AMCU marches on Minerals Council to demand higher minimum wage

JP Casey 22 January 2019 (Last Updated July 26th, 2019 10:41)

The Association of Mineworkers and Construction Union (AMCU) has marched on the Minerals Council, the department of the South African Government responsible for managing mining in the country, to demand an improvement to conditions for mine workers and an increase to the sector’s minimum wage.

AMCU marches on Minerals Council to demand higher minimum wage
Johannesberg, where the AMCU marched to the headquarters of the Minerals Council. Credit: Wikimedia

The Association of Mineworkers and Construction Union (AMCU) has marched on the Minerals Council, the department of the South African Government responsible for managing mining in the country, to demand an improvement to conditions for mine workers and an increase to the sector’s minimum wage.

The minimum wage in South Africa was set at R3,500 a month, equivalent to around $253.75, last November, when President Cyril Ramaphosa signed the minimum wage bill into law. However, unions have argued that the figure is far too low, and the AMCU is marching in favour of a significant increase to R12,500 a month, worth $898.49.

“The Minerals Council [of] South Africa must be a museum,” tweeted AMCU President Joseph Mathunjwa ahead of the march, “as it still represents an oppressive monopoly capital and apartheid regime designed to oppress the South African black worker.”

The march also follows the union’s ongoing strike action against Sibanye-Stillwater’s operations in the country, which have reached their tenth week. The AMCU started industrial action against the miner’s gold operation last November, following the agreement of wage deals between Sibanye-Stillwater and other trade unions, and the stagnation of gold miners’ wages compared to other salaries in the mining sector.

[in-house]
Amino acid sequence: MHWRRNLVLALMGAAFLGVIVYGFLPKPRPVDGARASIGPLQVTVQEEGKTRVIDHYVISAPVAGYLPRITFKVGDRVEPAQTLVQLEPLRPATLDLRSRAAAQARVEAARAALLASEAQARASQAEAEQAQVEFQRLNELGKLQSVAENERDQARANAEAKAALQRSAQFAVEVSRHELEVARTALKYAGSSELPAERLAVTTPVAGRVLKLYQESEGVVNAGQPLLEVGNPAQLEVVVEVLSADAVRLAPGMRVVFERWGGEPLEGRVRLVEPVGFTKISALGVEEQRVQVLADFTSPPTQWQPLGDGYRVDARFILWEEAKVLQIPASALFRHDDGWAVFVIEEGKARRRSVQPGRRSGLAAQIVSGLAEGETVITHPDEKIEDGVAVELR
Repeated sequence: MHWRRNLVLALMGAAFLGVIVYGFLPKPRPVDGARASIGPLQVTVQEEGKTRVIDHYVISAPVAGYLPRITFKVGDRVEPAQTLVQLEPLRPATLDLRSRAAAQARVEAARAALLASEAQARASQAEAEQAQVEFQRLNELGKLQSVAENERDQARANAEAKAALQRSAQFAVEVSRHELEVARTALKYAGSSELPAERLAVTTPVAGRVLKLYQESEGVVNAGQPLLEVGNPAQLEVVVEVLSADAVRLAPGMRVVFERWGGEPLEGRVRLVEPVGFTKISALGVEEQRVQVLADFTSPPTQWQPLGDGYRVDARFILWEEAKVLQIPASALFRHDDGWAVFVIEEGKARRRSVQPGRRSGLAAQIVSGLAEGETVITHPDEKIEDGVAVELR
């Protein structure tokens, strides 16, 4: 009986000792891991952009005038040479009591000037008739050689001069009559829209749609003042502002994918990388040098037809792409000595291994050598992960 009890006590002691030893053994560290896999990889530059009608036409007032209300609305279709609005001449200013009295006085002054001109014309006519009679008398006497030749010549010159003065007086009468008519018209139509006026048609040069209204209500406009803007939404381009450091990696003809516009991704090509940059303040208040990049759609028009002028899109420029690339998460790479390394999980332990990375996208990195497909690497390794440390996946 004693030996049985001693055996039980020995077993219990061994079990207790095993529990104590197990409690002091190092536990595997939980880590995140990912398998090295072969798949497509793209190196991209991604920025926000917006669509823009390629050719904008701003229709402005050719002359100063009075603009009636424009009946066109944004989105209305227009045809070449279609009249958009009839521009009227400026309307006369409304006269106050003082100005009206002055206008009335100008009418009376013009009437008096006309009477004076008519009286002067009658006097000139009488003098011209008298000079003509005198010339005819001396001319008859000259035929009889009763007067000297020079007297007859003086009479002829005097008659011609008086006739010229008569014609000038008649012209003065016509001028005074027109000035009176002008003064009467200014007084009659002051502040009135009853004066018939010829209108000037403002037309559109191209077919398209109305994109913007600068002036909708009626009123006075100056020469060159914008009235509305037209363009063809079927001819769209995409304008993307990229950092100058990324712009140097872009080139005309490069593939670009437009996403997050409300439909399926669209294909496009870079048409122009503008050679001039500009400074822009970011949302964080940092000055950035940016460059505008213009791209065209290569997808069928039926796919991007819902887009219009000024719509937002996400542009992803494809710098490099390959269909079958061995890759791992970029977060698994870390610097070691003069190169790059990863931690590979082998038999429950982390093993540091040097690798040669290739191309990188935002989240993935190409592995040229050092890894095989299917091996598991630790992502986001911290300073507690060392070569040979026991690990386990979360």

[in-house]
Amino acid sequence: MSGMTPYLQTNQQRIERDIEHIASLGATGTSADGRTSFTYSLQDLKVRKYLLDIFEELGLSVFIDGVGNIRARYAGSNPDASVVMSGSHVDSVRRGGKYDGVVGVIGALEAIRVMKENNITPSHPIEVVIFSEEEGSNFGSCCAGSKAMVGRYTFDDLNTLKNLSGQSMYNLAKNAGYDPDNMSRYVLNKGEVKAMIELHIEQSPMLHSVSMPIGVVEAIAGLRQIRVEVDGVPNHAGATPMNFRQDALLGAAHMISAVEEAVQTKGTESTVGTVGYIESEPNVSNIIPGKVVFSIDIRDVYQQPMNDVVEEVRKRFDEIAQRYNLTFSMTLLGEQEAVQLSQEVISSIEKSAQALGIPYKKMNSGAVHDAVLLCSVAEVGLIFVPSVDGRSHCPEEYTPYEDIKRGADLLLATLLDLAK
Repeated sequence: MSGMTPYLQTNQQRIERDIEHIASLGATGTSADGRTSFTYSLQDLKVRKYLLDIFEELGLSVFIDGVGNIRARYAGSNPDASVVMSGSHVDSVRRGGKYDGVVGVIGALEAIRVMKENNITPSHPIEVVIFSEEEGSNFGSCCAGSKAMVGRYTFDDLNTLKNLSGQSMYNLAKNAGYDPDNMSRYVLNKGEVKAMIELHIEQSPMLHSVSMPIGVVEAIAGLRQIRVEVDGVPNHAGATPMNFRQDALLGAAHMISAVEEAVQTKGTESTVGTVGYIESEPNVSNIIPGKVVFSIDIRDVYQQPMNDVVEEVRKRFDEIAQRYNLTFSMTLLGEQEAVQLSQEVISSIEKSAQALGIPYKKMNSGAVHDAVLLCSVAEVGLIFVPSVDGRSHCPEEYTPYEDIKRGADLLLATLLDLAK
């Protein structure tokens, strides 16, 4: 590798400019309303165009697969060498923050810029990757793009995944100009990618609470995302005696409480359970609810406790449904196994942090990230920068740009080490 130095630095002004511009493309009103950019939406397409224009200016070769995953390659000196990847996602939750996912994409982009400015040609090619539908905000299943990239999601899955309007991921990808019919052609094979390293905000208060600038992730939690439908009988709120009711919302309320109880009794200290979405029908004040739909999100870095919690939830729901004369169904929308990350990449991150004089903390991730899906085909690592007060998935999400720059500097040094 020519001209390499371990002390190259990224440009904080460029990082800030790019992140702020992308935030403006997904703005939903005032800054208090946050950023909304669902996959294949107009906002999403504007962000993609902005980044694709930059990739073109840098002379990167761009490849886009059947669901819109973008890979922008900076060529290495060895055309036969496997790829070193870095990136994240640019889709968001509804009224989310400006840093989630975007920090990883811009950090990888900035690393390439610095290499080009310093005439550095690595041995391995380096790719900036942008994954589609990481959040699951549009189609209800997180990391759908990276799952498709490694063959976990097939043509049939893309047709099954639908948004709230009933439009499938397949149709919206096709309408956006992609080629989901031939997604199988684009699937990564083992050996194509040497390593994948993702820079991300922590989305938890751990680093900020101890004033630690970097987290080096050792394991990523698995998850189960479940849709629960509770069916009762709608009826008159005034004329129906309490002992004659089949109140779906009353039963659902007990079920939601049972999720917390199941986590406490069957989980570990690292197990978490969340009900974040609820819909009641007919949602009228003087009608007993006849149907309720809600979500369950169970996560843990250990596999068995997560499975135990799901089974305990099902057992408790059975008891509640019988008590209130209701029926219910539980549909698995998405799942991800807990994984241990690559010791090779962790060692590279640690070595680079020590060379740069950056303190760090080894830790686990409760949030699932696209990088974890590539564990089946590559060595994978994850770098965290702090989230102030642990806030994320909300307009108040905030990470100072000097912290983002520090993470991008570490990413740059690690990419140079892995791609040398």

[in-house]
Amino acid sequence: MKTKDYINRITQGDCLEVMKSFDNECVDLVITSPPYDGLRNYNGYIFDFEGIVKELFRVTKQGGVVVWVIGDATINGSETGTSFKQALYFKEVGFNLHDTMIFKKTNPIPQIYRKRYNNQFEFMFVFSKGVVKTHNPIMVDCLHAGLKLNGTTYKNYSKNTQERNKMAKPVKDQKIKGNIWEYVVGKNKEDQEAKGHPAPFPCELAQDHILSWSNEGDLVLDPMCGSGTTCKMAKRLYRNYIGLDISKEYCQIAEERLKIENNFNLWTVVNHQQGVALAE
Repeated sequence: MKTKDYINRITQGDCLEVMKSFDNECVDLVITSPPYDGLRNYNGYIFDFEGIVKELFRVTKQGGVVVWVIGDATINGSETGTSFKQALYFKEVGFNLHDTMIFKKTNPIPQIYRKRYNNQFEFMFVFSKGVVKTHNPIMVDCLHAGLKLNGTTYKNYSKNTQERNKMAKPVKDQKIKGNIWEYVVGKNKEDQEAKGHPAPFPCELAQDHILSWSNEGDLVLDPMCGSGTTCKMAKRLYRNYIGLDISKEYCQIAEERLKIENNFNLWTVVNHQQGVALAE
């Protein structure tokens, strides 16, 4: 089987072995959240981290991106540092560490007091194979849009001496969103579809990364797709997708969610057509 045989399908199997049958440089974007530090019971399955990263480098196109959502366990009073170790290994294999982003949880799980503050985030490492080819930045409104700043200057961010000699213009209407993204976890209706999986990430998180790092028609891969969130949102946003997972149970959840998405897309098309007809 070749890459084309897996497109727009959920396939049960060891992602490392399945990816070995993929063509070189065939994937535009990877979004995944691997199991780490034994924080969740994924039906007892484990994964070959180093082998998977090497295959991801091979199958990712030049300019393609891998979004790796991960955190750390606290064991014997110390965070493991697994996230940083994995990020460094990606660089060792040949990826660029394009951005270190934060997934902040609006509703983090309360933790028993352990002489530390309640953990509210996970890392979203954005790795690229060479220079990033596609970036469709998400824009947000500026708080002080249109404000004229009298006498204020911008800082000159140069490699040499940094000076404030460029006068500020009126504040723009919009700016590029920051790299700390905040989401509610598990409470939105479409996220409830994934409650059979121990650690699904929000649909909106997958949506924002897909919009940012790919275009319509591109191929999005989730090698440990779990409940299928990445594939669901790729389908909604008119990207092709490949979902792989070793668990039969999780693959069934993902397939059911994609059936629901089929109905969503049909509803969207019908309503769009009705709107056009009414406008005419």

The union has since expanded its action to target the miner’s platinum operations, and between 9,700 and 12,500 of the 17,400 permanent employees at Sibanye-Stillwater’s platinum projects are expected to have downed tools.

AMCU’s actions have also been motivated by a poor year for mining safety in South Africa in general, and for Sibanye-Stillwater in particular. In the first eight months of 2018, 58 mine workers died at work, compared to 82 in the whole of 2017, with 20 of these deaths reported at Sibanye-Stillwater’s operations.

While it is unclear how fatality figures changed in the latter half of the year, there remains hostility between the AMCU, which blames Sibanye-Stillwater for not doing enough to protect its workers, and the miner, which has accused the union of striking illegally and disrupting operations.

“We are disappointed that AMCU continues to pursue these obstructive actions and delay the conclusion of the ongoing strike, while its members are suffering severe financial hardship as a consequence,” said Sibanye-Stillwater CEO Neal Froneman. “We are not surprised by AMCU’s behaviour and have considered other legal alternatives, which we will be pursuing.”